Little 'quit-smoking' help at U.S. mental health centers

May 10, 2018
(HealthDay)—Many mental health and addiction treatment centers in the United States don't help patients quit smoking, a new government study finds.

Understanding the role of genes in smoking addiction, nicotine withdrawal

October 18, 2016
Thomas Gould hopes to better understand how genes influence nicotine-withdrawal symptoms in order to develop more effective smoking cessation programs.

No clear evidence that nicotine 'preloading' helps smokers to quit

June 13, 2018
There is insufficient evidence to show that using nicotine patches for four weeks before a quit attempt (known as "preloading") improves long-term smoking abstinence, finds a trial published by The BMJ this week.

Animal study suggests common diabetes drug may also help with nicotine withdrawal

April 5, 2018
In a mouse study, a drug that has helped millions of people around the world manage their diabetes might also help people ready to kick their nicotine habits.

Recommended for you

Japanese team creates human oogonia using human stem cells in artificial mouse ovaries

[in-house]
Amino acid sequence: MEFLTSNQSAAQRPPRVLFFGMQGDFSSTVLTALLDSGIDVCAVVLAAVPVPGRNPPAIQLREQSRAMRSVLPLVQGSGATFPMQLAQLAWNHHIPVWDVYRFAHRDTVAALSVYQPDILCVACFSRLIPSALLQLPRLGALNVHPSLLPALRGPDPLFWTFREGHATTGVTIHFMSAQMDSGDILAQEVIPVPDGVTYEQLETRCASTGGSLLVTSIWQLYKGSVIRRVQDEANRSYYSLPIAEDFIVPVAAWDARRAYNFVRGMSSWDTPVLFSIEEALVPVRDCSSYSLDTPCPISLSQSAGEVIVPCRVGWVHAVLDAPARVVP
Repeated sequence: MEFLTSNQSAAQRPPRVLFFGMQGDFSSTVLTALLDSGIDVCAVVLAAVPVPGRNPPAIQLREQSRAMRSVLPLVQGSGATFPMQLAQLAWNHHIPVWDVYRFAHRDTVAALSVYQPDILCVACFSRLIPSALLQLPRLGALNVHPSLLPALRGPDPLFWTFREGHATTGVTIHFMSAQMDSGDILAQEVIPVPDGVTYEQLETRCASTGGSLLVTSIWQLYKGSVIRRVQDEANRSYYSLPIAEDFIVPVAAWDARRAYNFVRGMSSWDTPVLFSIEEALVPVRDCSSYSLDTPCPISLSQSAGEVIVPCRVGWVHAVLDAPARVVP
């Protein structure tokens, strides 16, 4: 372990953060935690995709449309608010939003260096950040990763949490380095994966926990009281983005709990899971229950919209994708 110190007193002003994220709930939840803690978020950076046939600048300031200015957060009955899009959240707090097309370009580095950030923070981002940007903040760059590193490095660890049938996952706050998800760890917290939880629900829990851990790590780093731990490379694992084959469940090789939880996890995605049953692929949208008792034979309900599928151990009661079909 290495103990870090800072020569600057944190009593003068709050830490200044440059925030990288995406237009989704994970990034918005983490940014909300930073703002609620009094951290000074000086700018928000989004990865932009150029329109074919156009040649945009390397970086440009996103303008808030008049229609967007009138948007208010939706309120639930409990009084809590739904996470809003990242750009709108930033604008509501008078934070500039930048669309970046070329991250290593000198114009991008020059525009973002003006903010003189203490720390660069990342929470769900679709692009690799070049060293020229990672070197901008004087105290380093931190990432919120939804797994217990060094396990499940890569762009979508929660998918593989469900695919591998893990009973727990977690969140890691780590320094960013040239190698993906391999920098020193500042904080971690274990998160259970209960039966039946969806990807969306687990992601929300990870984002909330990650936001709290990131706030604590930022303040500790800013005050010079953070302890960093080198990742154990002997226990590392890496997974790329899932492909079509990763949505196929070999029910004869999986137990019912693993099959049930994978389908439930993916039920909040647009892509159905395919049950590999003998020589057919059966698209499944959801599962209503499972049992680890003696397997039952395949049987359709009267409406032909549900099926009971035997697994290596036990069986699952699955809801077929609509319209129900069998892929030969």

September 21, 2018
A team of researchers with members from several institutions in Japan has successfully generated human oogonia inside of artificial mouse ovaries using human stem cells. In their paper published in the journal Science, the ...

A new approach to developing a vaccine against vivax malaria

September 21, 2018
A novel study reports an innovative approach for developing a vaccine against Plasmodium vivax, the most prevalent human malaria parasite outside sub-Saharan Africa. The study led by Hernando A. del Portillo and Carmen Fernandez-Becerra, ...

A Trojan Horse delivery for treating a rare, potentially deadly, blood-clotting disorder

September 21, 2018
In proof-of-concept experiments, University of Alabama at Birmingham researchers have highlighted a potential therapy for a rare but potentially deadly blood-clotting disorder, TTP. The researchers deliver this therapeutic ...

Researchers explore how changes in diet alter microbiome in artificial intestine

September 21, 2018
Using an artificial intestine they created, researchers have shown that the microbiome can quickly adapt from the bacterial equivalent of a typical western diet to one composed exclusively of dietary fats. That adaptation ...

Study identifies stem cell that gives rise to new bone and cartilage in humans

September 20, 2018
A decade-long effort led by Stanford University School of Medicine scientists has been rewarded with the identification of the human skeletal stem cell.

Scientists grow human esophagus in lab

September 20, 2018
Scientists working to bioengineer the entire human gastrointestinal system in a laboratory now report using pluripotent stem cells to grow human esophageal organoids.

0 comments

Please sign in to add a comment. Registration is free, and takes less than a minute. Read more

Click here to reset your password.
Sign in to get notified via email when new comments are made.